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Bappa Alias Bapu Vs. The State of Maharashtra & Anr [2004] Insc 432 (5 August 2004)

Arijit Pasayat & C.K. Thakker (Arising out of SLP(CRL) No. 5006/2003) ARIJIT PASAYAT, J Leave granted.

The appellant was convicted for offence punishable under Section 307 of the Indian Penal Code, 1860 (in short the 'IPC') and sentenced to undergo rigorous imprisonment for ten years and to pay a fine of Rs.5,000/- with default stipulation. It was further directed that in case the fine was deposited, an amount of Rs. 2,000/- was to be paid to the injured person as compensation. One Rao Saheb Nagorao Khose also faced trial under Section 307 read with Section 109 IPC. He was acquitted by the Trial Court. But appellant's appeal before the Bombay High Court, Aurangabad Bench did not bring any relief to the appellant.

Prosecution version as unfolded during trial is as follows:

Accused Bappa alias Bapu (A-1) alongwith Bibhishan (PW-10) had gone to cinema to witness a movie and were coming back by bicycle. Suddenly the appellant got down from the bicycle and stabbed Bibhishan on his stomach and back and started to press his neck. Hearing his cries for help some villagers came running. The accused tried to run away from the spot but was caught by the villagers and handed over to the police. Victim was taken to the hospital. Two other persons, one of whom, namely, Rajabhau, as noted above, was charged for commission of offence punishable under Section 307 read with Section 109 IPC.

On the basis of the first information report lodged, investigation was undertaken and charge-sheet was placed. On consideration of the evidence on record, more particularly that of the victim, learned Assistant Sessions Judge found the appellant guilty of offence punishable under Section 307 IPC, and sentenced him to undergo rigorous imprisonment for 10 years and to pay a fine of Rs.5,000/- with default stipulation. The accused preferred an appeal before the Bombay High Court, Aurangabad Bench. The same was dismissed by the impugned judgment.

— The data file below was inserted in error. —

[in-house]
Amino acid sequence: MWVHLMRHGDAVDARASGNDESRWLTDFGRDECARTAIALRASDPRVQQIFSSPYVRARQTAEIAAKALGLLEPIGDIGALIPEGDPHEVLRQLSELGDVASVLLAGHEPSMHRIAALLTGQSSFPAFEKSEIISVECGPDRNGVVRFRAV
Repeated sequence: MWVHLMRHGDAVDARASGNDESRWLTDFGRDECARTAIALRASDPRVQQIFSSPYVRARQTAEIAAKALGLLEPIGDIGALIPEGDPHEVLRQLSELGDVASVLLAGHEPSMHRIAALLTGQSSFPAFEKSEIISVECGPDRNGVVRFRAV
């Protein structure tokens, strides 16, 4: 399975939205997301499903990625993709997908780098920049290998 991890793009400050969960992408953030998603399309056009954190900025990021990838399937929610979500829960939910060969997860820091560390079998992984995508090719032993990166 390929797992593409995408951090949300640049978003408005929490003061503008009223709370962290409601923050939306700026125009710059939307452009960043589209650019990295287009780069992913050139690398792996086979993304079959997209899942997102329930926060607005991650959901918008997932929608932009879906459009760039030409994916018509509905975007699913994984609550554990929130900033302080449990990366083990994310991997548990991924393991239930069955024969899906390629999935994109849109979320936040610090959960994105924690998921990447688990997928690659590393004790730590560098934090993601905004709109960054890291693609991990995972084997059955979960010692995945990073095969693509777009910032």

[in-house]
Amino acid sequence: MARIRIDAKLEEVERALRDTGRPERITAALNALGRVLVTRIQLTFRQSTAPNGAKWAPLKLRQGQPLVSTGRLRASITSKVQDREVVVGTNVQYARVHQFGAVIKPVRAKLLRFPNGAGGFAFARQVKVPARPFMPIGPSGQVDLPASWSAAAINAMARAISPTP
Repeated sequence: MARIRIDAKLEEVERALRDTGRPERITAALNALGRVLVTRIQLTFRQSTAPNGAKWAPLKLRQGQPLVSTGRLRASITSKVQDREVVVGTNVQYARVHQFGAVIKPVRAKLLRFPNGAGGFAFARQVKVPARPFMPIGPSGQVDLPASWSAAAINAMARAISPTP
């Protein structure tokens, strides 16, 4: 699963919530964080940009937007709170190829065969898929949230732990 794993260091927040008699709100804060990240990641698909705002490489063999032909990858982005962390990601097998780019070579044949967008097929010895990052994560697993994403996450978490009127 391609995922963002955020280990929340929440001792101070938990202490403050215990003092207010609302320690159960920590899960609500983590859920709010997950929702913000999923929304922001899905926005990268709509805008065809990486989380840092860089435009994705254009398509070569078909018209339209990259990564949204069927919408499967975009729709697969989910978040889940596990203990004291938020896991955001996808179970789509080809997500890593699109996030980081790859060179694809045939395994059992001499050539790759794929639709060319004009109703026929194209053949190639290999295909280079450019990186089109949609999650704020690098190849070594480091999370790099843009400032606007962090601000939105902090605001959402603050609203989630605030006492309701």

According to the learned counsel for the appellant, keeping in view the nature of the injuries sustained, the offence cannot be said to be one covered by Section 307 IPC but one relatable to Section 324 or Section 326 IPC.

Alternatively it was submitted that the custodial sentence of 10 years as has been imposed is harsh.

Learned counsel for the State on the other hand submitted that the trial Court and the High Court have analysed the factual position in detail, and the accused has been rightly convicted for offence punishable under Section 307 IPC.

Keeping in view the nature of the injuries sustained, it cannot be said that the sentence is excessive.

Section 307 IPC reads:

"Attempt to murder - Whoever does any act with such intention or knowledge, and under such circumstances that, if he by that act caused death, he would be guilty of murder, shall be punished with imprisonment of either description for a term which may extend to ten years, and shall also be liable to fine; and if hurt is caused to any person by such act, the offender shall be liable either to imprisonment for life, or to such punishment as is hereinbefore mentioned." It is sufficient to justify a conviction under Section 307 if there is present an intent coupled with some overtact in execution thereof. It is not essential that bodily injury capable of causing death should have been inflicted. Although the nature of injury actually caused may often give considerable assistance in coming to a finding as to the intention of the accused, such intention may also be deduced from other circumstances, and may even, in some cases, be ascertained without any reference at all to actual wounds. The Sections makes a distinction between the act of the accused and its result, if any. The Court has to see whether the act, irrespective of its result, was done with the intention or knowledge and under circumstances mentioned in the Section. An attempt in order to be criminal need not be the penultimate act. It is sufficient in law, if there is present an intent coupled with some overt act in execution thereof.

In Sarju Prasad v. State of Bihar (AIR 1965 SC 843) it was observed that the mere fact that the injury actually inflicted by the accused did not cut any vital organ of the victim, is not itself sufficient to take the act out of the purview of Section 307 IPC.

The above position was highlighted in State of Maharashtra v. Balram Bama Patil and Ors. (1983 (2) SCC 28), Girija Shankar v. State of U.P. (JT 2004 (2) SC 140) and Vasant Vithu Jadhav v. State of Maharashtra (2004 AIR SCW 1523).

In view of the aforesaid analysis the accused appellant has been rightly convicted for offence punishable under Section 307 IPC.

The residual question is whether a sentence of 10 years rigorous imprisonment is justified. No doubt, as noticed by the trial court and the High Court, injuries inflicted on the victim were of serious nature. But considering the background facts and peculiar features of the case, custodial sentence of 5 years rigorous imprisonment would meet the ends of justice.

Appeal is partly allowed to the extent as noted above.

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